How much home can you afford? Use our mortgage payment calculator to see what your monthly payments would be with a fixed-rate mortgage.

How To Calculate Your Mortgage Payments

Understanding how much you need to pay each month towards your mortgage is essential to your financial success, as your mortgage is typically your most significant expense each month.

To calculate your mortgage payment you will need to know the total amount of your loan (the purchase price minus the down payment), the loan interest rate and how many years the mortgage loan is for. Here’s a closer look at what those terms mean:

  • Purchase price: This is the amount you agree to pay for the home.
  • Down payment: This is the portion of the purchase price you pay upfront.
  • Loan interest rate: This is the rate the loan is charging on your principal.
  • Term of loan: This is how long the loan is for.

Note that you will likely have to make additional payments for your home each month outside of your mortgage payment. These can include property taxes, insurance premiums and homeowners association fees.

What Is a Fixed-Rate Mortgage?

With a fixed-rate mortgage – or FRM – you have a locked-in, fixed interest rate for the entire mortgage term. By comparison, with an adjustable-rate mortgage (ARM), the interest rate can vary over the life of the loan.

What Costs Are Included in a Mortgage Payment?

Your mortgage payments are primarily determined by your principal – the amount of money you borrowed from the lender – and the interest – the money you are charged by the lender for borrowing the money. 

However, depending on your loan terms, other costs may be included in your mortgage payment. These can include:

Property taxes: Many lenders roll property taxes in with your monthly mortgage payment. These taxes are calculated based on the tax rate in your area and the current market value of your home.

Homeowners insurance: Your homeowners insurance might be part of your monthly payment, which is deposited into your escrow account that the lender uses to pay your insurance, and perhaps your property taxes. 

Mortgage insurance: If your down payment was less than 20%, you will likely have to take out PMI, or private mortgage insurance. This policy protects your lender in the event that you are unable to make your payments.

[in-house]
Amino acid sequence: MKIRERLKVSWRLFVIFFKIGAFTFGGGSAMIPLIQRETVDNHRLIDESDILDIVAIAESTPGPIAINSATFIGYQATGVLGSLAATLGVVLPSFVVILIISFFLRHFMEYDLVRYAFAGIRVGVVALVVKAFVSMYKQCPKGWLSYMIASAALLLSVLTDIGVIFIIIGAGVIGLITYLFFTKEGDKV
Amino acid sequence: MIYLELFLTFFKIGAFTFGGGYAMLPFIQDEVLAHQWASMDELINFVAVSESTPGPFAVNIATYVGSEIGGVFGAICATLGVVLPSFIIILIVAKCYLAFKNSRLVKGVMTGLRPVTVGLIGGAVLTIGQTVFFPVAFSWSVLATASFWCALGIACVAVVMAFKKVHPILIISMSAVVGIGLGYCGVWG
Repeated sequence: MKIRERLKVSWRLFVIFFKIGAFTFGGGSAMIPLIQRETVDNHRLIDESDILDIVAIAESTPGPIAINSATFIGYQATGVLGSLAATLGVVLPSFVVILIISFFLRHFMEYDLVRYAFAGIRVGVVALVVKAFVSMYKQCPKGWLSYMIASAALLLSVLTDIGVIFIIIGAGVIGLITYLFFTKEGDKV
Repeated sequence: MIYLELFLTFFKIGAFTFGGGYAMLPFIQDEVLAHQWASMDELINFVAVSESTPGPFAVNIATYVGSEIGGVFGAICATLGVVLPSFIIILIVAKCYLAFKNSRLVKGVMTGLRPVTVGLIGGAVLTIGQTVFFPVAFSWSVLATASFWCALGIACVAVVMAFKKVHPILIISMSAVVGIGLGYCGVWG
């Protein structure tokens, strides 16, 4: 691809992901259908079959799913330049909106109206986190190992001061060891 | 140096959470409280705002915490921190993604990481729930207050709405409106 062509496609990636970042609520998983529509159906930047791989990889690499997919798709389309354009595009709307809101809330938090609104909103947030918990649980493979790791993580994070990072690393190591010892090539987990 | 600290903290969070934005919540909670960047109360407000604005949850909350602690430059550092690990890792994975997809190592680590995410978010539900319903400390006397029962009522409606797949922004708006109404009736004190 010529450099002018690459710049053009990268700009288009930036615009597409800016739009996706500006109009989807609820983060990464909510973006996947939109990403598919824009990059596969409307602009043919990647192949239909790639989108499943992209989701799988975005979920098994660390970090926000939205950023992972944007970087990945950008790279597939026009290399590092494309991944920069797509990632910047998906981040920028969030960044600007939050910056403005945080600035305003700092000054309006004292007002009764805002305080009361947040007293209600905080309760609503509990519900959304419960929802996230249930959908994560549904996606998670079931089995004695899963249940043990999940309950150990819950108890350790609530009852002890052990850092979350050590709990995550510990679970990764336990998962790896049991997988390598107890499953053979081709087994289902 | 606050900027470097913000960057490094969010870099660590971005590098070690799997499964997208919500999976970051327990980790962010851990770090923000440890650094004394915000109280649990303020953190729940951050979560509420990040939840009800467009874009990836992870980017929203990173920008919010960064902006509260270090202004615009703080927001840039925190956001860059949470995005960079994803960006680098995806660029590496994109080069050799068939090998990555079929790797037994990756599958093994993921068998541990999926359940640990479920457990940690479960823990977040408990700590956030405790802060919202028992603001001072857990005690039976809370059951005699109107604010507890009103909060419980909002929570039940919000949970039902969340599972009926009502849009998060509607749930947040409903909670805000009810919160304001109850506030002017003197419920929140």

Types of Mortgage Loans

Mortgage loans can vary in the amount you can borrow and the interest rate you’ll pay. Here’s a look at some of the most common types of mortgage loans available.

Fixed-rate mortgage: With a fixed-rate mortgage, the interest rate the borrower pays is fixed over the life of the mortgage loan and all payments are equal in size.

Adjustable-rate mortgage: The introductory interest rate on an adjustable-rate mortgage loan tends to be lower than that of a fixed-rate mortgage. However, the interest rate eventually resets to reflect current market conditions and the rate can fluctuate over the length of the loan.

Interest-only mortgage: The borrower only makes interest payments to begin with and does not put any money toward the principal amount borrowed. After the interest-only period, payment balances increase and money is applied to both the principal and interest.

Jumbo loan: A jumbo mortgage loan is a home loan that exceeds conforming loan limits. In most of the U.S., the 2023 maximum conforming loan limit for one-unit properties is $726,200, according to the Federal Housing Finance Agency.

Reverse mortgage: When you take out a reverse mortgage, the lender makes payments to you, the homeowner, rather than the other way around. A reverse mortgage can help senior homeowners get access to funds to cover living expenses while also remaining in their homes.

FHA loan: An FHA loan is one that is insured by the Federal Housing Administration. FHA loans are designed specifically to help first-time homebuyers and buyers with lower income or past credit problems get a mortgage.

VA loan: Veterans of the U.S. Military can obtain a federally guaranteed home with no down payment.

Subprime mortgage: Subprime mortgage loans are a class of loans that are offered at a higher rate to borrowers who are unable to qualify for lower-interest loans from conventional sources.

*Disclaimer: This calculator provides an estimate based on the information provided, and is not intended to be a substitute for professional financial advice.

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